The empirical evidence demonstrates that stakeholders consider that there are practical advantages of having collective redress mechanisms. In particular, all the respondents are of the opinion that Lithuanian collective redress mechanisms improve access to justice and ensure fairness of proceedings.

Do collective actions ensure fairness of proceedings?

Is access to justice enhanced by collective redress?

All respondents acknowledge the potential beneficial effect of collective redress on claimants with limited damage. Stakeholders are of the view that bringing a "small" individual claim might not be worth the time and effort for most claimants, and a collective redress mechanism is useful to mitigate the consequence of this. As it concerns fairness of proceedings, one respondent is of the view that the opt-in nature of the group action and the rules of evidence balances the interests of all parties. However, the empirical data demonstrate that access to justice and fairness of proceedings is not fully realised.

If an opt-in regime is available, has it caused any particular problems in relation to?

Access to justice

Costs

Speed of proceedings

The substantive and procedural obstacles identified in the respondents' comments on compensatory collective redress were raised as reasons for their choices to this question. One respondent was also of the view that "courts are approaching the class action mechanisms in the same manner as they would individual claims. Furthermore, the strict evidentiary requirements disadvantage older claimants who would not necessarily have kept the evidence needed to join a claim."

As for the costs of proceedings, all respondents were of the view that contingency fees do not affect their decisions to bring collective claims. Similarly, court fees are not a deterrent. One respondent was of the view that the current approach to third party funding makes bringing a collective proceeding more likely.

The empirical data show a 50:50 split between stakeholders on their view as to the burden compensatory collective redress places on the courts.

Whilst both stakeholders point out that the burden should be theoretically less as multiple claims are disposed of in the proceedings. Each stakeholder proffers a different reason as to why this advantage is curtailed and the stakeholder representing both defendants and claimants is of the view that this tips the scale in favour of a 'more' burden. This stakeholder argues that in practice, if one party in a group wins' large damages then there is the likelihood of a switch to individual proceedings by the other group members. Furthermore, the stakeholder points out that as more time is required to be spent in preparation for proceedings and addressing the formalities questions, the burden can be in practice greater.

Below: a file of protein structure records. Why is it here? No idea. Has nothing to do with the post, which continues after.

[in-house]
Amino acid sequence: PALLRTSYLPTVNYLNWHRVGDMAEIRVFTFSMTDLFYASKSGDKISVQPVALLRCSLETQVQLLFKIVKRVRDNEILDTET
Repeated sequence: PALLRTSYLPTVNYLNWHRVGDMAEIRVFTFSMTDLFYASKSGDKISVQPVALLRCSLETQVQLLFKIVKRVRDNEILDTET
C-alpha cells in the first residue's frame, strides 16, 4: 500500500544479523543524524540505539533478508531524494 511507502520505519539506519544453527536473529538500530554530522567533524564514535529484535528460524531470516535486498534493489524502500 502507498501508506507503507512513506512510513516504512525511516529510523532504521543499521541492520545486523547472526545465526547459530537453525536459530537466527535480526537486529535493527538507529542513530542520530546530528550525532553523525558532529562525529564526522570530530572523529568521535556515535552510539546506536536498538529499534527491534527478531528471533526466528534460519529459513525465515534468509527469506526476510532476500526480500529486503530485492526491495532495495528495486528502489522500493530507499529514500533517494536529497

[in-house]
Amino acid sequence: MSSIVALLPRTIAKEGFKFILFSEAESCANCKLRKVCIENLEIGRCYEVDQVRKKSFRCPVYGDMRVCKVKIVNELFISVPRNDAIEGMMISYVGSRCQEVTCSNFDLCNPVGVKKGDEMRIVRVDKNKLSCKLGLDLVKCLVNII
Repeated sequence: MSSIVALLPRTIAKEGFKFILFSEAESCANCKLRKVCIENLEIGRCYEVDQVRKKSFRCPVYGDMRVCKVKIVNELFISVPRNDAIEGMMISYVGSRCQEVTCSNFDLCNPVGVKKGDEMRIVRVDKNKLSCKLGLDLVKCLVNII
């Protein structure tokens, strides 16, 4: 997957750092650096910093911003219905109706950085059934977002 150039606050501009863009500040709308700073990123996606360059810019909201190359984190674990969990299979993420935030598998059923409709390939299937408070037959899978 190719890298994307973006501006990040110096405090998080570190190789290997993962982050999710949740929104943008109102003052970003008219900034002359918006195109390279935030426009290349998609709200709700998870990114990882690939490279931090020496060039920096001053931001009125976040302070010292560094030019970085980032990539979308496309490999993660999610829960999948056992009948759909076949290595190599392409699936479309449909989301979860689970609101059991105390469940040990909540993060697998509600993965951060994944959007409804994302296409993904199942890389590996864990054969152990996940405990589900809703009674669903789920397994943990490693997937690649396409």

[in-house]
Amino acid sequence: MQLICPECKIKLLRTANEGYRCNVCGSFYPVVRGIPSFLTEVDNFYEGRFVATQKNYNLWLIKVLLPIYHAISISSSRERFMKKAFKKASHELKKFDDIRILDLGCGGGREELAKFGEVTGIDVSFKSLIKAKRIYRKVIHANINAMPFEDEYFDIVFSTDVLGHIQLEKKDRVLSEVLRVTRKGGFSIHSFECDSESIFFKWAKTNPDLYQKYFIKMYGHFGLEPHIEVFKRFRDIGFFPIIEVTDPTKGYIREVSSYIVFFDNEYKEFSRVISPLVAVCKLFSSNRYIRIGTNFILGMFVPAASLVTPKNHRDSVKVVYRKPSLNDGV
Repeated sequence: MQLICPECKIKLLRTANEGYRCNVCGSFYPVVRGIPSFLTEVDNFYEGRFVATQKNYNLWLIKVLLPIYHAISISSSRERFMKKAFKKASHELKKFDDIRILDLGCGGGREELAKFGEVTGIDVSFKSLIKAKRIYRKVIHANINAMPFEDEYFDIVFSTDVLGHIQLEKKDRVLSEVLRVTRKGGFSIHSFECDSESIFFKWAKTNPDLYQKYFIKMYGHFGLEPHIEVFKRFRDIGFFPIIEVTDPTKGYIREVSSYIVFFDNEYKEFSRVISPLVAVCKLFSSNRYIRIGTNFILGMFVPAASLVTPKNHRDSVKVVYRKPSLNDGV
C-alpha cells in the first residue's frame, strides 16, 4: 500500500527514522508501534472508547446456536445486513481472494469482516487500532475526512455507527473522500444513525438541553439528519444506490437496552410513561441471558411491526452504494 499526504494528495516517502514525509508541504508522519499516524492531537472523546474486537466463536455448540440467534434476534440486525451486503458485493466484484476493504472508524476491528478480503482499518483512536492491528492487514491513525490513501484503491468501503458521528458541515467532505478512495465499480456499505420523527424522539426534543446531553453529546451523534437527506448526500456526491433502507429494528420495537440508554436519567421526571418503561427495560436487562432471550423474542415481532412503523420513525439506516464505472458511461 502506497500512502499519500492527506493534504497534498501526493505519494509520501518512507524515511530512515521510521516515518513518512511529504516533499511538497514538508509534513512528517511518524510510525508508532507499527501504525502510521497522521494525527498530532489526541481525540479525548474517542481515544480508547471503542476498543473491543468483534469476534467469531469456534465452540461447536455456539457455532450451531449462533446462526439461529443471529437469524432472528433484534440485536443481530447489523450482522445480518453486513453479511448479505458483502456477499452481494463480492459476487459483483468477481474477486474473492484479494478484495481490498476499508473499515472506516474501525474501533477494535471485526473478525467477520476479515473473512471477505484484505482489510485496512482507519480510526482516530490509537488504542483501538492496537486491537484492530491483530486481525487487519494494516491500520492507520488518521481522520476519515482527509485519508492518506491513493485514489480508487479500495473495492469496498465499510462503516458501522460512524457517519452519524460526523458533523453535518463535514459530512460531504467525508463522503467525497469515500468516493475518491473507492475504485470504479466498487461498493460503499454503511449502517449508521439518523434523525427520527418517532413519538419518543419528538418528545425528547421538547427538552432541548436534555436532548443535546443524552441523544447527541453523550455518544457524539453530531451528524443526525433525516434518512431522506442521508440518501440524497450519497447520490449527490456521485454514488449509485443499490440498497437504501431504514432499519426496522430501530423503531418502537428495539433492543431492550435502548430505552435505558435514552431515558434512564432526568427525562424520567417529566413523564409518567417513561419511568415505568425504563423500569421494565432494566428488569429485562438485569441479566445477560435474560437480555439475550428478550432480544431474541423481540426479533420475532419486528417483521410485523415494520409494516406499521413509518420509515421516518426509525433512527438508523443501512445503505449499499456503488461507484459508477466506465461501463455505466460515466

There seems to be a direct correlation with the respondent's answers to the above questions and to their response that there are aspects which can be improved in the group action mechanism.

Are there any aspects of the collective compensatory action procedure in your jurisdiction which could be improved?

One respondent is of the view that there should be a presumption of damages at the outset of proceedings, rather than having a claimant prove quantum. All respondents are of the view that the restrictive approach taken by the courts to issues such as admissibility and certification should be relaxed and that the courts should treat not collective claims with the same formality that they treat individual claims.

The empirical data show that all respondents are of the view that it is possible to seek an injunction and compensation within a single action. However, the injunction in this case is of a preliminary type but can be used in a subsequent individual action for damages.It is practice however, that the injunction and compensation proceedings are split. One respondent was of the view that this increases efficiency of the individual proceedings as the injunctive order helps to establish liability.

As for the availability of information on collective proceedings, one of the respondents was of the view that whilst there is sufficient information that a collective redress mechanism exists, the level of information can be better as it is not always possible to find information due to limited public awareness.